07 Dec

Credit Creation by Banks | CA Final SFM

A central bank is the primary source of money supply in an economy through circulation of currency.

It ensures the availability of currency for meeting the transaction needs of an economy and facilitating various economic activities, such as production, distribution, and consumption.

However, for this purpose, the central bank needs to depend upon the reserves of commercial banks. These reserves of commercial banks are the secondary source of money supply in an economy. The most important function of a commercial bank is the creation of credit.

Therefore, money supplied by commercial banks is called credit money. Commercial banks create credit by advancing loans and purchasing securities. They lend money to individuals and businesses out of deposits accepted from the public. However, commercial banks cannot use the entire amount of public deposits for lending purposes. They are required to keep a certain amount as reserve with the central bank for serving the cash requirements of depositors. After keeping the required amount of reserves, commercial banks can lend the remaining portion of public deposits.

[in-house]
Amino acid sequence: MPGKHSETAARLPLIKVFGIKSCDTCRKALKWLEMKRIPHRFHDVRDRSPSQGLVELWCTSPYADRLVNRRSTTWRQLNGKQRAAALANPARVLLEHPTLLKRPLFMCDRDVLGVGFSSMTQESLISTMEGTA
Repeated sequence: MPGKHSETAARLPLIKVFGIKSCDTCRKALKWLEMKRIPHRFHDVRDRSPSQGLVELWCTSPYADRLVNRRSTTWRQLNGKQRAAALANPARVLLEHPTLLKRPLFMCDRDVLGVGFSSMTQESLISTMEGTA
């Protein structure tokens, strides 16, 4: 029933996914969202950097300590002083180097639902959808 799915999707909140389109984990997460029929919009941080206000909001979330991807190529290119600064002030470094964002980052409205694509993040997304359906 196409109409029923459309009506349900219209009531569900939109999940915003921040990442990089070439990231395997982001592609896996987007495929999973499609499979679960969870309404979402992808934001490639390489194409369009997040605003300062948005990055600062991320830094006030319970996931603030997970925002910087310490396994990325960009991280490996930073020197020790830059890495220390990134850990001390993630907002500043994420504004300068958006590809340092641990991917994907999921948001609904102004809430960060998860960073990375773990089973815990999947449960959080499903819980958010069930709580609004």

According to Benham’s, “a bank may receive interest simply by permitting customers to overdraw their accounts or by purchasing securities and paying for them with its own cheques, thus increasing the total bank deposits.”

Let us learn the process of credit creation by commercial banks with the help of an example.

Suppose you deposit Rs. 10,000 in a bank A, which is the primary deposit of the bank. The cash reserve requirement of the central bank is 10%. In such a case, bank A would keep Rs. 1000 as reserve with the central bank and would use remaining Rs. 9000 for lending purposes.

The bank lends Rs. 9000 to Mr. X by opening an account in his name, known as demand deposit account. However, this is not actually paid out to Mr. X. The bank has issued a check-book to Mr. X to withdraw money. Now, Mr. X writes a check of Rs. 9000 in favor of Mr. Y to settle his earlier debts.

The check is now deposited by Mr. Y in bank B. Suppose the cash reserve requirement of the central bank for bank B is 5%. Thus, Rs. 450 (5% of 9000) will be kept as reserve and the remaining balance, which is Rs. 8550, would be used for lending purposes by bank B.

Thus, this process of deposits and credit creation continues till the reserves with commercial banks reduce to zero.

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